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Writing a letter

Writing to reveal and value one’s path of commitment or emancipation

Writing a letter : a simple yet powerful technique for to take a step back from an experience. You can use it at different times :

Objectives and meaning of the approach :
Whatever the moment, the objective is to take a step back :
 Before an experience : this can be a letter to yourself, to note down your feelings at the time, which you can take out when you want,
 During an experience : this can be a letter to yourself or to share about the stage you are going through,
 After an experience : this can be a letter to yourself or to be shared to re-read the experience, measure the path you have taken, evaluate what has changed in you (your motivations, your questions, your critical sense, your perceptions, etc.) and pass on to others.

"Taking the time to express our feelings, to put into words the perceived changes in our own journey is a powerful moment. It requires us to look back, to take the time to remember where we started, who we were before we started and to be aware of the changes we have experienced along the way. "Marie - Volunteer

Simple procedure :
 You can organise a writing workshop with a group. In this case, a pre-writing reflection can be conducted with the group in order to highlight certain key and common elements of a journey of emancipation or commitment (e.g. : each person shares 3 elements, which strengthened my will to commit myself and act, which allowed me to better understand inequalities and relationships of domination, which made me think about the meaning of our actions).

 The writing workshop can also be conducted individually, without the need to confront the experiences of others.

The principle is simple : write a letter to yourself or to an external person concerned and/or interested in your experience.

For example, as part of the support provided to FDH international solidarity volunteers, a distance writing workshop was organised. The instructions were : "Write a letter to an FDH member to explain how your volunteering has influenced your life trajectory ? "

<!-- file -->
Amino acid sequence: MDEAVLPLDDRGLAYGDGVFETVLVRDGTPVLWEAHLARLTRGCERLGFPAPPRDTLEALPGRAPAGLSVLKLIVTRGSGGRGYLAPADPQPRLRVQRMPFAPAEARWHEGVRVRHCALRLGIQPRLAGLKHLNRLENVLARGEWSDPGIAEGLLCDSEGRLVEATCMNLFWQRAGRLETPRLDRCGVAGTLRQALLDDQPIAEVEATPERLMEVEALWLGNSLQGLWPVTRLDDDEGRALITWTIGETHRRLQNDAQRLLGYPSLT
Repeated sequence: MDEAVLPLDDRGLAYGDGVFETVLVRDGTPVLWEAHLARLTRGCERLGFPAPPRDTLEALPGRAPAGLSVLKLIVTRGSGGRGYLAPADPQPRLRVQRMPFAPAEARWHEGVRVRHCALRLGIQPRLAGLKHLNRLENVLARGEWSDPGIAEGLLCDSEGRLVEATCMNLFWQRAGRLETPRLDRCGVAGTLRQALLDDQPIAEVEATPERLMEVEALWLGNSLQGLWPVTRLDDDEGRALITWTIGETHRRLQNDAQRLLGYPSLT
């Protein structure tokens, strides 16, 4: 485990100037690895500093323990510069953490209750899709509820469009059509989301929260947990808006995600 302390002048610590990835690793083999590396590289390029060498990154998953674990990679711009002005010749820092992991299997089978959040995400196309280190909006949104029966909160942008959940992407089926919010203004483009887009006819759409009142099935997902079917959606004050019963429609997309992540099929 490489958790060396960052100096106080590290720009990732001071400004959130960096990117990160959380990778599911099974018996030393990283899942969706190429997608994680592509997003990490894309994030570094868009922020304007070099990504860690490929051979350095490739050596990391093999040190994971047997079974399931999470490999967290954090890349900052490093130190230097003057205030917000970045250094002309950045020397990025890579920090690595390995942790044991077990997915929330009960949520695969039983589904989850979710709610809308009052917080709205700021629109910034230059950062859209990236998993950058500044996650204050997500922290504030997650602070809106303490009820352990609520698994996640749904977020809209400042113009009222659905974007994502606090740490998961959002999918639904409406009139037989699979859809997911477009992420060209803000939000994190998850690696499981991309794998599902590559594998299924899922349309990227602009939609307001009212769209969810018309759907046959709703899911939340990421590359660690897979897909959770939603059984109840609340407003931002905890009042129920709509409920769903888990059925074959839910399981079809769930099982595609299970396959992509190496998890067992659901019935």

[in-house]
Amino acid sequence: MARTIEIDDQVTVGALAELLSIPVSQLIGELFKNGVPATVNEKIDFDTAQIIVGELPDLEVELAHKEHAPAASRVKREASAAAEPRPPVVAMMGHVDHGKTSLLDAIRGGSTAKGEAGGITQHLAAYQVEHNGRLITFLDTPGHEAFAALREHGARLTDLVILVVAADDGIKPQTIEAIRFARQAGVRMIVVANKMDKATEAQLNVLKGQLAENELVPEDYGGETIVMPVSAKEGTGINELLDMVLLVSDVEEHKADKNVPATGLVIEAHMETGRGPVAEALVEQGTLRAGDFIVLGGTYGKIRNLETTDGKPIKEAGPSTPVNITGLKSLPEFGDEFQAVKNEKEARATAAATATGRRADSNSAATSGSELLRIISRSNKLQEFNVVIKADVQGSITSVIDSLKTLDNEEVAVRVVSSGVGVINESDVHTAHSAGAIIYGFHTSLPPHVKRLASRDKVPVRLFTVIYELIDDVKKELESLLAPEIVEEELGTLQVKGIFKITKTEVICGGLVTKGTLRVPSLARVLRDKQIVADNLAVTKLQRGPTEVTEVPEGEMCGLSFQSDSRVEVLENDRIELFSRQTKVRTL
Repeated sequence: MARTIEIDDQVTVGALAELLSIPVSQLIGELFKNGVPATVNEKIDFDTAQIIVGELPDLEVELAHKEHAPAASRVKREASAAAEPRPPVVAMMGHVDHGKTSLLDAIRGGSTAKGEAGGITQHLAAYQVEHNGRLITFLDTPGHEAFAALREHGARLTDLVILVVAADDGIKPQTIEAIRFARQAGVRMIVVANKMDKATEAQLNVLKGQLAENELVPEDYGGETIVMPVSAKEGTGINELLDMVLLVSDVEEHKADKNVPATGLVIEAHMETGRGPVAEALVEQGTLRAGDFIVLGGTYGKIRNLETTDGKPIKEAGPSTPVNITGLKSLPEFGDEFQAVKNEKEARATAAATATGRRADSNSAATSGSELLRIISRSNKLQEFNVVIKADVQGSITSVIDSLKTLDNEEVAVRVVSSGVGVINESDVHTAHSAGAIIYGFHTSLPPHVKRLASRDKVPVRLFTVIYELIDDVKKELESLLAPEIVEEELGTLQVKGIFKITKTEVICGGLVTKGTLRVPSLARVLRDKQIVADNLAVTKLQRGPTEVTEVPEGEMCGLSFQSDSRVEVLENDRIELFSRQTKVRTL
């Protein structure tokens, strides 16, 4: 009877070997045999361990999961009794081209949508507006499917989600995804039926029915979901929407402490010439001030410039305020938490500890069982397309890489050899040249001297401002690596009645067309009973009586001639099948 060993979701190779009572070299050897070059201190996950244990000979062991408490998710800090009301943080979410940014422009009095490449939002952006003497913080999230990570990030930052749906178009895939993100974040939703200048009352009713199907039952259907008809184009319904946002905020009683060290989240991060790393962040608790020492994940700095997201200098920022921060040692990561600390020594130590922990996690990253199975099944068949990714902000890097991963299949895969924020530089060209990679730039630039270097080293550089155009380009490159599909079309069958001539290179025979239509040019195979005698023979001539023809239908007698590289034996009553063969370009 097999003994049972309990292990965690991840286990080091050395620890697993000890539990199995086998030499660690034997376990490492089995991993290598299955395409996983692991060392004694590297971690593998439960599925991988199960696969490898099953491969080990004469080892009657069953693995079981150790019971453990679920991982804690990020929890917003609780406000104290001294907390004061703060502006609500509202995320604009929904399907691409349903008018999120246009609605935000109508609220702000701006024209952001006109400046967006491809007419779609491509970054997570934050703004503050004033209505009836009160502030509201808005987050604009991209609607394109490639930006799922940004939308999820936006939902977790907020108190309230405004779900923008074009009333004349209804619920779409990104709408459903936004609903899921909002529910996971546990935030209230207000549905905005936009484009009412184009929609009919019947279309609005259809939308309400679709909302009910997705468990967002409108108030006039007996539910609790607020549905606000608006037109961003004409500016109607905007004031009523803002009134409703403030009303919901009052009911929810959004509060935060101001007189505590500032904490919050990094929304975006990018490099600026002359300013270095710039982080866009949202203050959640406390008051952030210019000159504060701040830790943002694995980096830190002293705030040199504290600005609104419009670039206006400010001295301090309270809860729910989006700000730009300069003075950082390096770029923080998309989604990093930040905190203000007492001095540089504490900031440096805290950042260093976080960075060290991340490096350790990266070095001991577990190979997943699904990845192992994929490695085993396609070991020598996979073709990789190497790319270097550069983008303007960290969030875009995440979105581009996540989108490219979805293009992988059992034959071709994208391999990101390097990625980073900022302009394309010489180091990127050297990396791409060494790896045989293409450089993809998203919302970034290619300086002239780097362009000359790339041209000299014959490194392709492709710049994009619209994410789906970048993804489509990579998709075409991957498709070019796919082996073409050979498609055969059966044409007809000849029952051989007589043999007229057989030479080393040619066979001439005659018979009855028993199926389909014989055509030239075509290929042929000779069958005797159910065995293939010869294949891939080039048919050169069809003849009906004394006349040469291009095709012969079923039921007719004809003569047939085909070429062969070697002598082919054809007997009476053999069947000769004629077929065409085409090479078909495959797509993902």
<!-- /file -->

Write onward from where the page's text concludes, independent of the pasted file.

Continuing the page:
The letter must be written in a limited time (24 hours or 1 hour if the workshop is in person) so as not to seek perfection but to stay on the first feelings. We express what we feel at a given moment, the moment of writing the letter. Writing 1 page is largely sufficient. No ambition or competition in this exercise.

For people who are not at ease with reading or writing, there are very accessible solutions :
 Set up a tutorial where a person who knows how to write will organise an interview and put the words of the interviewee on paper.
 Record the words of the person being interviewed on a tape and turn the letter into an oral speech.

"It is a less technical way of looking back on experience than writing a report, completing an evaluation or looking back on new technical skills or new skills developed. It is a very personal process, where we talk more about our motivations, our perception of the world around us, our awareness, our commitment. "Marie.

Examples of valorisation :
 They can be published (or podcast) or read in public at a feedback/closing event.
 You can also promote these letters to new learners who may wish to follow a similar approach (as a teaching tool during a training course).
 In the course of a course, between two phases or even in a period of demotivation, this can also help to restore confidence and thus give a new impetus.